- Assonance: Assonance is the repetition of vowel sounds in the same line, such as the sound of /e/ in “For shame deny that thou bear’st love to any” and the sound of /i/ in “Which to repair should be thy chief desire.”
- Consonance: Consonance is the repetition of consonant sounds in the same line, such as the sound of /r/ in “Or to thyself at least kind-hearted prove” and the sound of /t/ in “Grant, if thou wilt, thou art beloved of many.”
- Imagery: Imagery is used to make readers perceive things involving their five senses. Shakespeare used imagery in this poem, such as, “or thou art so possessed with murderous hate,” and “O! change thy thought, that I may change my mind.”
- Irony: Irony is a figure of speech in which words are used in such a way that their intended meaning is different from the actual meaning of the words. The writer has used this device throughout the poem to show the contrastive ideas of his friends regarding marriage and having children.
- Metaphor: It is a figure of speech in which an implied comparison is made between objects that are different in nature. The poet has used the extended metaphors of love and beauty just to show that love gives you the power to understand the meaning of life.
- Symbolism: Symbolism uses symbols to signify ideas and qualities, giving them symbolic meanings that are different from literal meanings. “with murderous hate” and “thy self thou stick’st not to conspire” symbolize his friend’s rigid stance toward marriage.
Analysis of Poetic Devices Used in Sonnet 10: For shame deny that thou bear’st love to any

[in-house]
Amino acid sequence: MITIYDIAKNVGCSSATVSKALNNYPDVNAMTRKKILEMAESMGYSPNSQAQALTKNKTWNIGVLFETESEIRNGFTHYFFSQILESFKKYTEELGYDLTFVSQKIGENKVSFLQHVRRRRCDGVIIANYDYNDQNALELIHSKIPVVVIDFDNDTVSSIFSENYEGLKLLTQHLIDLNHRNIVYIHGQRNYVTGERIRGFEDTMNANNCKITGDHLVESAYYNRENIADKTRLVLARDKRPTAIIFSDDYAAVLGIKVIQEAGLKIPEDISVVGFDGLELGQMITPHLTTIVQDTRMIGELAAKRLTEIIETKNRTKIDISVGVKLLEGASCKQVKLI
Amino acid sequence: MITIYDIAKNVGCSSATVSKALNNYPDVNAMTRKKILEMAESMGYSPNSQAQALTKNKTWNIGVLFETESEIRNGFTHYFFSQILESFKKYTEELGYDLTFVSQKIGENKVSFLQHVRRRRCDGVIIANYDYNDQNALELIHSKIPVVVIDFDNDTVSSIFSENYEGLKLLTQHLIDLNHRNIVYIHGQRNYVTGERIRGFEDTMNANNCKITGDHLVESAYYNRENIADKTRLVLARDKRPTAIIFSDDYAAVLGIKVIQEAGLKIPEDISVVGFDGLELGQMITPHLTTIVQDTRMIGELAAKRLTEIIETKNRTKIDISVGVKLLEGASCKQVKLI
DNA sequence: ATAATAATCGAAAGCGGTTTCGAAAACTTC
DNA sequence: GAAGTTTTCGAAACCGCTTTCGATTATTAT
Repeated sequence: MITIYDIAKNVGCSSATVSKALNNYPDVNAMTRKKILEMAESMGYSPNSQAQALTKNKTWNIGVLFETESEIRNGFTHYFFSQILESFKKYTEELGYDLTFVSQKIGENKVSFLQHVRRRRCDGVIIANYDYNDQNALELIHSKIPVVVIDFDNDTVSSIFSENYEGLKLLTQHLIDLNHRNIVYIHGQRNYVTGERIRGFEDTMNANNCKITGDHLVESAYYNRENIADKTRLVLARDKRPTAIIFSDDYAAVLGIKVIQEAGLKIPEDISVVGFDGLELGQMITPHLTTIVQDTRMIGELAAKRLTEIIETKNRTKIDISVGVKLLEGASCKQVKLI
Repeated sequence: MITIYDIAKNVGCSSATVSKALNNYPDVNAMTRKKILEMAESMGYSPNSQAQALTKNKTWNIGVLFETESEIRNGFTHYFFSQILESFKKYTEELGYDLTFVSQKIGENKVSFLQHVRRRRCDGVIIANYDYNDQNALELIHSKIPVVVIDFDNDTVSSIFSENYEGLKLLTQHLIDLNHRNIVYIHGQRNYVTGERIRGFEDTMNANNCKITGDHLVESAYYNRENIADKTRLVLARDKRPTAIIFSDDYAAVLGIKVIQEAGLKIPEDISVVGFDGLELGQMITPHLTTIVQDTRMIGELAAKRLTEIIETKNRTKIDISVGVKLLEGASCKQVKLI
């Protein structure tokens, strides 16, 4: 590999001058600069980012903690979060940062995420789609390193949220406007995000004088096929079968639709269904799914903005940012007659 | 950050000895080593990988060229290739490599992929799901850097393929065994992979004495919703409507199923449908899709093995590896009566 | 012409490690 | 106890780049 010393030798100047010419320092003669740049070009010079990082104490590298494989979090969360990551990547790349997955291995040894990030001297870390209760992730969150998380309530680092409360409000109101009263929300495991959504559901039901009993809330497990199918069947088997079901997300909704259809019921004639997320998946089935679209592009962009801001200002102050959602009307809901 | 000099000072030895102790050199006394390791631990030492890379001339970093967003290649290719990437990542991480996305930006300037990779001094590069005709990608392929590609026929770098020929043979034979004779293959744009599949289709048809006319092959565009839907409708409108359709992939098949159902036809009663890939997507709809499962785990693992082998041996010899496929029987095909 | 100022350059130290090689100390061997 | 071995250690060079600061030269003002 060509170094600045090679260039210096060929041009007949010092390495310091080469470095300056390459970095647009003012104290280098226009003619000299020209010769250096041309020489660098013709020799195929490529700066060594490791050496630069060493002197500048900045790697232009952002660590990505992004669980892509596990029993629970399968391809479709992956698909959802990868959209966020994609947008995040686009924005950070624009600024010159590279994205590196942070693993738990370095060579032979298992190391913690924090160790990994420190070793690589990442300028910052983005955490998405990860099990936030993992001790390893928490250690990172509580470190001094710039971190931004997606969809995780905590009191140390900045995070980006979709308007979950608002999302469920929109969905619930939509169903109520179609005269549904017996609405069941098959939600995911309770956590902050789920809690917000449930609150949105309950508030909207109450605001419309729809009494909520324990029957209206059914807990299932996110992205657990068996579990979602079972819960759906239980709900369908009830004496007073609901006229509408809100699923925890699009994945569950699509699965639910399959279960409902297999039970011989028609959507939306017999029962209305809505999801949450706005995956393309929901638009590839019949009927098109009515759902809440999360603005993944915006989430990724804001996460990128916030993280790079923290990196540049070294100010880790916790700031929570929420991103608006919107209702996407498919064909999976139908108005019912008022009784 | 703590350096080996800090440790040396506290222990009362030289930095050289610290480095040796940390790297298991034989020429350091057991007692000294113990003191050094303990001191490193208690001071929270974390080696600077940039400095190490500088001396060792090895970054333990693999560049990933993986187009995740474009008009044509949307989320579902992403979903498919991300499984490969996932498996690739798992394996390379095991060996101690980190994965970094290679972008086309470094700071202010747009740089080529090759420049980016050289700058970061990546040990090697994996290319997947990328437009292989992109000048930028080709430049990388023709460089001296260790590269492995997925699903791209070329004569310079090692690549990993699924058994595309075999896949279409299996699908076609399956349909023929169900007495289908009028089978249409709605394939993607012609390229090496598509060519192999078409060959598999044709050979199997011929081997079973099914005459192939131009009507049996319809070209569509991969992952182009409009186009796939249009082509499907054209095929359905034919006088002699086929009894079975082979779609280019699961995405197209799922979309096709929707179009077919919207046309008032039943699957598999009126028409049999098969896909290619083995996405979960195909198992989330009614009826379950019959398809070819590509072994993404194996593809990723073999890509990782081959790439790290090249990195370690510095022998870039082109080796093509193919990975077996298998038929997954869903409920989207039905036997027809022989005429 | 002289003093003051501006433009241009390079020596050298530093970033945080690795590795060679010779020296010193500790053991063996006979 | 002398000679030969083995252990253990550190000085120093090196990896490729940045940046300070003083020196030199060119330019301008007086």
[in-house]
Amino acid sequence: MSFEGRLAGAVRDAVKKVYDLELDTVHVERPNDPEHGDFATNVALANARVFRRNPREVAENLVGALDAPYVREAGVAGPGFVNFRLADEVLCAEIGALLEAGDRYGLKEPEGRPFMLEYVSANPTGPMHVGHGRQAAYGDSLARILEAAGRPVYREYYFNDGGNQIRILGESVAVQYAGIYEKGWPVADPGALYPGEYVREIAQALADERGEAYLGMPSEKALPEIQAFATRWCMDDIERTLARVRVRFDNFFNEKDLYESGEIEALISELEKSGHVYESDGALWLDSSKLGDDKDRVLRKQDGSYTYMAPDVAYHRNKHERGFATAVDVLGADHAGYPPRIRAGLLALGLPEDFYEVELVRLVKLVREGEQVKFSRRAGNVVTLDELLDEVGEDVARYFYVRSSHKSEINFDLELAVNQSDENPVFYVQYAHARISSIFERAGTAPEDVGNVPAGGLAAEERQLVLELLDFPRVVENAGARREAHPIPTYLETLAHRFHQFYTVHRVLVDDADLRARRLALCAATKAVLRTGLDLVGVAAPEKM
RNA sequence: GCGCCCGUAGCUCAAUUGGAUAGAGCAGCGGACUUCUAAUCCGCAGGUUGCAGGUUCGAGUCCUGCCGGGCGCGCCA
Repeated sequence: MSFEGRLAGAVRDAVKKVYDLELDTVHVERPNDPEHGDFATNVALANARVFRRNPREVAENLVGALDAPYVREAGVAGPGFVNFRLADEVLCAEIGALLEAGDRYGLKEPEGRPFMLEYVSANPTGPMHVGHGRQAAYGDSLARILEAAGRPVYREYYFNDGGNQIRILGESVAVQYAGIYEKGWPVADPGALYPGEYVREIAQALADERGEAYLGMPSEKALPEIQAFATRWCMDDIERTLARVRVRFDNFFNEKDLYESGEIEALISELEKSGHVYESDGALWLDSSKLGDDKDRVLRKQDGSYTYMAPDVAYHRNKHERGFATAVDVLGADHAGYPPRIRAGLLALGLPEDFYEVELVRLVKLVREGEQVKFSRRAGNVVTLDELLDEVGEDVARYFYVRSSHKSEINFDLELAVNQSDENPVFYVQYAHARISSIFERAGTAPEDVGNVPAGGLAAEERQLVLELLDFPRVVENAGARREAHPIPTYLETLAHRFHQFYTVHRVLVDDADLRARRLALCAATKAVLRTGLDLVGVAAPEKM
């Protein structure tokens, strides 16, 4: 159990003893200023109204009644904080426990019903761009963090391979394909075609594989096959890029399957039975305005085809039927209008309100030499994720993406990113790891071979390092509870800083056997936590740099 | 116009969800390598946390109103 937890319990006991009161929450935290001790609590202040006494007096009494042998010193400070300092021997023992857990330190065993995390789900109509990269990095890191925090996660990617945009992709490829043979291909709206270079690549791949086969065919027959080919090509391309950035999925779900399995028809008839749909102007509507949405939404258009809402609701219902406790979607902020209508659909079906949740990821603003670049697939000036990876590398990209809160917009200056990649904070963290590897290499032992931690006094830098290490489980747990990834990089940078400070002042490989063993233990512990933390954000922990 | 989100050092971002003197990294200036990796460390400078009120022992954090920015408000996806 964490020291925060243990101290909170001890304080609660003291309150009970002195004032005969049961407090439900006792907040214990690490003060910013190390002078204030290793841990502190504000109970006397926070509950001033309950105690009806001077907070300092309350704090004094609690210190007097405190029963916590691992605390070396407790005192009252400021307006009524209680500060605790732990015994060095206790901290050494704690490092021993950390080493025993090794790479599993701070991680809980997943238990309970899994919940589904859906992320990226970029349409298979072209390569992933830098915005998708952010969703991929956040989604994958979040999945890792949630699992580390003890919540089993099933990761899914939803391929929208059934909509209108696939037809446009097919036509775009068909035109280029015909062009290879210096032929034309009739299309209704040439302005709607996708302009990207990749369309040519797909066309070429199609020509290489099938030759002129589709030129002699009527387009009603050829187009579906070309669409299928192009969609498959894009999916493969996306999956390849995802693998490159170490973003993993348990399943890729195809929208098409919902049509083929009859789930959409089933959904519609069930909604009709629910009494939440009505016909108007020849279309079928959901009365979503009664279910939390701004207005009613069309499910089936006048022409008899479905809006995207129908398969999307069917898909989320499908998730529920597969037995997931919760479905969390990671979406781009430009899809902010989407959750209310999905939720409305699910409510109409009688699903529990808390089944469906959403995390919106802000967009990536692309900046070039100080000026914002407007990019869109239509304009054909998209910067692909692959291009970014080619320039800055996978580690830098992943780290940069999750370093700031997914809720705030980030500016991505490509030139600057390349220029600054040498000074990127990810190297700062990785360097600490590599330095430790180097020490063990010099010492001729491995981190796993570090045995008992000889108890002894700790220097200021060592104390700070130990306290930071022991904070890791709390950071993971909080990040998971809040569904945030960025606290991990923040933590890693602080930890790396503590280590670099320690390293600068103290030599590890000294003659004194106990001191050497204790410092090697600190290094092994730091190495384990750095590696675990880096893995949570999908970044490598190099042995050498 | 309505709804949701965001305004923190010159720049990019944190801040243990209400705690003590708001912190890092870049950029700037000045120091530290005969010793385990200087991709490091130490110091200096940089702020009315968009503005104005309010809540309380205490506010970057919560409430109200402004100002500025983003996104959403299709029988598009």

Poetic and literary devices are the same, but a few are used only in poetry. Here is the analysis of some of the poetic devices used in this poem.
- Couplet: There are two constructive lines of verses in a couplet, usually having the same meter and rhyme scheme. This sonnet ends with a couplet, which usually reveals the central idea of the poem such as;
“Make thee another self for love of me,
That beauty still may live in thine or thee.”
- End Rhyme: End rhyme means the rhyming of the ending words. Shakespeare has used end rhyme in this poem such as “any/many, “me/thee” and “kind/mind.”
- Iambic Pentameter: It is a type of meter having five iambs per line. The sonnet follows iambic pentameter such as; “My mistress’ eyes are nothing like the sun.”
- Quatrain: A quatrain is a four-lined stanza borrowed from Persian poetry. There are three quatrains in this poem.
- Rhyme Scheme: The sonnet follows the ABABCDCD rhyme scheme in its octave and EFEFGG in its sestet.
- Sonnet: A sonnet is a fourteen-lined poem usually written in iambic pentameter. This Shakespearean sonnet consists of an octave and a sestet.
Quotes to be Used
The following lines are useful for anyone seeking the true meanings of love like how it transforms our life and thoughts eventually.
“Shall hate be fairer lodged than gentle love?
Be, as thy presence is, gracious and kind,
Or to thyself at least kind-hearted prove:”